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Abstract
The available data on fragmentation of alloy rings at high strain rate has been
reviewed and analysed with reference to a classical statistical and energetic model. The data have also been compared to a simple calculation based on the specific kinetic energy of the ring. It is shown that fragmentation data for alloys with over a 20 times difference in strength and 7 times difference in density scatter around a single curve when plotted as a function of specific kinetic energy over a wide range of strain rates. A fit to this curve therefore provides an approximate estimate of the expected fragment number for any ductile metal without requiring any detailed knowledge about the constitutive behaviour or defect population. This fit is better than a prediction based on the classical statistical model, and similar to that for the energetic model, which also requires a knowledge of the fragmentation fracture energy. The observation that specific kinetic energy alone can explain much of the difference observed between alloys suggest that the energy in the system is more important that details of the alloy microstructure or properties in controlling the number of fragments for a material that fails by ductile fracture. The fit does not work for a case where one alloy was heat treated to a condition where brittle failure occurred.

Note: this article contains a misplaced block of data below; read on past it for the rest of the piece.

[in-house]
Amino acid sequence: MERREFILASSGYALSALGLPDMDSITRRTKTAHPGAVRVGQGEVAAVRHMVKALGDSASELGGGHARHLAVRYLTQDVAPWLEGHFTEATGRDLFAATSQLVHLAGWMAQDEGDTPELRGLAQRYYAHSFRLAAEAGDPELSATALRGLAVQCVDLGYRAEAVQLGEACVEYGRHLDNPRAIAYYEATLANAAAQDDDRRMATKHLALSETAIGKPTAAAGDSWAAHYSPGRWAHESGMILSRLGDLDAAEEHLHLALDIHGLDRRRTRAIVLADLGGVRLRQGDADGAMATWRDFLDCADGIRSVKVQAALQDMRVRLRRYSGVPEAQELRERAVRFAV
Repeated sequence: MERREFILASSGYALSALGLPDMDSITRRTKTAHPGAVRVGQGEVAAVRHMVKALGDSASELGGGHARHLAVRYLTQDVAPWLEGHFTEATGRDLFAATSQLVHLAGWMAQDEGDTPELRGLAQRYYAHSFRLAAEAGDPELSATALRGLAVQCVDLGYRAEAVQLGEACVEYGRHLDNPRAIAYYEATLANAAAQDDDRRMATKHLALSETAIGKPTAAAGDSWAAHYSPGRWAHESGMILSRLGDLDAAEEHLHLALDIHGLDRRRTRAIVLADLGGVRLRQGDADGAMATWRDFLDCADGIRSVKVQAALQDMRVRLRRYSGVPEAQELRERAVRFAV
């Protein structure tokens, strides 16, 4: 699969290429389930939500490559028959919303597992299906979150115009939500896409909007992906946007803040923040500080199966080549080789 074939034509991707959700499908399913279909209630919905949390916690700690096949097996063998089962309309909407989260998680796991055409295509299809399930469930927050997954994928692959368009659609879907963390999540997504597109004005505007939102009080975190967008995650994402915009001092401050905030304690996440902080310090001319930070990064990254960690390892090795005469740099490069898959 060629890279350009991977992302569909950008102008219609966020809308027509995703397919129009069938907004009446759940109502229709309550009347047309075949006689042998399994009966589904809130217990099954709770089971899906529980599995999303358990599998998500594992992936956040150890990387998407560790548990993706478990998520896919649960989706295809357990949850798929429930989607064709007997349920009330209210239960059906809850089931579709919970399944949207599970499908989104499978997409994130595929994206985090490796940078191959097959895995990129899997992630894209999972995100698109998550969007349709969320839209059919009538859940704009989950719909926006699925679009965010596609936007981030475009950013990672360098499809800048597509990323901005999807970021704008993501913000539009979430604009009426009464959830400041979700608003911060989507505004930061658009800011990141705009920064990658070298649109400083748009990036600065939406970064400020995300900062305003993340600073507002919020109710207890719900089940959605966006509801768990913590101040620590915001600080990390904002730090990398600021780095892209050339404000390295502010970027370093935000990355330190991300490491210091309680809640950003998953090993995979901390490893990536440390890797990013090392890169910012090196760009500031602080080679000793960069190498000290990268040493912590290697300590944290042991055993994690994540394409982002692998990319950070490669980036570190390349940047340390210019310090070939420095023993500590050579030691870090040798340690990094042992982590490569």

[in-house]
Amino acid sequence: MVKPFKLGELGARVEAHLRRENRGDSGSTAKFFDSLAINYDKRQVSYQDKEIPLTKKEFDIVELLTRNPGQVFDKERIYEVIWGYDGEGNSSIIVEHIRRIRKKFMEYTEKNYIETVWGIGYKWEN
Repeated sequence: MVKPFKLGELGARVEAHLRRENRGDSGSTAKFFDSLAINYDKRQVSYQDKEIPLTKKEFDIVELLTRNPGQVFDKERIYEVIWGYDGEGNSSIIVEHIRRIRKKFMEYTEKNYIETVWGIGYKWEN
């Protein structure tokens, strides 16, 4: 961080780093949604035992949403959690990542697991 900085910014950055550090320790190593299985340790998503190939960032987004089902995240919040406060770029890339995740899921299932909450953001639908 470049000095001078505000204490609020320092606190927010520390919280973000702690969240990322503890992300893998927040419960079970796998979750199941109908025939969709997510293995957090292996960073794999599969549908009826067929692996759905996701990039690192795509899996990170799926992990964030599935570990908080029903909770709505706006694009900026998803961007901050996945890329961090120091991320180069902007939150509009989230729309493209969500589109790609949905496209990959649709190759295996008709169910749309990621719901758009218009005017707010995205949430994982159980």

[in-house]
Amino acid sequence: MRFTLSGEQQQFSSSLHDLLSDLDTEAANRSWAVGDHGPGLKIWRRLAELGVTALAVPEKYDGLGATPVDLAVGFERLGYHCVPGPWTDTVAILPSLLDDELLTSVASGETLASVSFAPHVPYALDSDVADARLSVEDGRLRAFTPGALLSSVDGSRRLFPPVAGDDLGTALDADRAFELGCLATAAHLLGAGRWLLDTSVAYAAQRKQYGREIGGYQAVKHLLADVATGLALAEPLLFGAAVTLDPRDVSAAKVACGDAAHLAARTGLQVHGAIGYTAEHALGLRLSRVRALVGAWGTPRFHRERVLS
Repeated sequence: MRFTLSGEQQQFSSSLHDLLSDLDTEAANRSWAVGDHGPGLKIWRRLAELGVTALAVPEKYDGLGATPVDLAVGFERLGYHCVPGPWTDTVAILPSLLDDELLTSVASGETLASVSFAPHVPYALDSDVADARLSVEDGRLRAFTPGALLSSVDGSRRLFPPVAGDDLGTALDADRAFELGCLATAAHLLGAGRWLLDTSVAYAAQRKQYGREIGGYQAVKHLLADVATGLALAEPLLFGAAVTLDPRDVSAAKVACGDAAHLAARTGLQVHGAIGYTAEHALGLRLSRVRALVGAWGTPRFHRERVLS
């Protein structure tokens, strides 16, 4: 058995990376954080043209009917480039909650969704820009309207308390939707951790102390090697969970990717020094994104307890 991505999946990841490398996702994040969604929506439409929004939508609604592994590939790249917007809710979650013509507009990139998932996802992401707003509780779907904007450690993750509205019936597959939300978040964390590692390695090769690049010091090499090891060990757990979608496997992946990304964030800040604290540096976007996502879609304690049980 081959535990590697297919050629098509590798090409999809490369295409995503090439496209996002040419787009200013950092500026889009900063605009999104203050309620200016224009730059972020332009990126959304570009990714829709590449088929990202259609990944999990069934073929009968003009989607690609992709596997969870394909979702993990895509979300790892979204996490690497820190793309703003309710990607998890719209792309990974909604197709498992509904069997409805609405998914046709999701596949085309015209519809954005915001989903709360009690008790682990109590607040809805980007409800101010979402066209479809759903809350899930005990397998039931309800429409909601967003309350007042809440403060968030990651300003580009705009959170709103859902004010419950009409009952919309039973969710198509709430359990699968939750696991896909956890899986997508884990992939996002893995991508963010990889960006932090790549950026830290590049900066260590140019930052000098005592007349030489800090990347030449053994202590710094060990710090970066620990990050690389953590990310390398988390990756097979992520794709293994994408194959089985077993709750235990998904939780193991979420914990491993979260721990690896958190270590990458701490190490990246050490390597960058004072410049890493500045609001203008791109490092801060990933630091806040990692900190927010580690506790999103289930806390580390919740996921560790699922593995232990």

reviewed and analysed with reference to a classical statistical and energetic model. The data have also been compared to a simple calculation based on the specific kinetic energy of the ring. It is shown that fragmentation data for alloys with over a 20 times difference in strength and 7 times difference in density scatter around a single curve when plotted as a function of specific kinetic energy over a wide range of strain rates. A fit to this curve therefore provides an approximate estimate of the expected fragment number for any ductile metal without requiring any detailed knowledge about the constitutive behaviour or defect population. This fit is better than a prediction based on the classical statistical model, and similar to that for the energetic model, which also requires a knowledge of the fragmentation fracture energy. The observation that specific kinetic energy alone can explain much of the difference observed between alloys suggest that the energy in the system is more important that details of the alloy microstructure or properties in controlling the number of fragments for a material that fails by ductile fracture. The fit does not work for a case where one alloy was heat treated to a condition where brittle failure occurred.
Original language  English 

Pages (fromto)  92–97 
Journal  Journal of Dynamic Behavior of Materials 
Volume  10 
DOIs  
Publication status  Published  24 Dec 2023 
Keywords
 Fragmentation
 Mott Ring
 Metals and alloys
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Dive into the research topics of 'Rationalization of Ring Fragmentation Data via Simple Kinetic Energy Analysis'. Together they form a unique fingerprint.Projects
 1 Finished

LightForm: Embedding Materials Engineering in Manufacturing with Light Alloys
Prangnell, P., Curioni, M., Haigh, S., Quinta Da Fonseca, J., Robson, J., Shanthraj, P. & Zhou, X.
1/10/17 → 18/10/23
Project: Research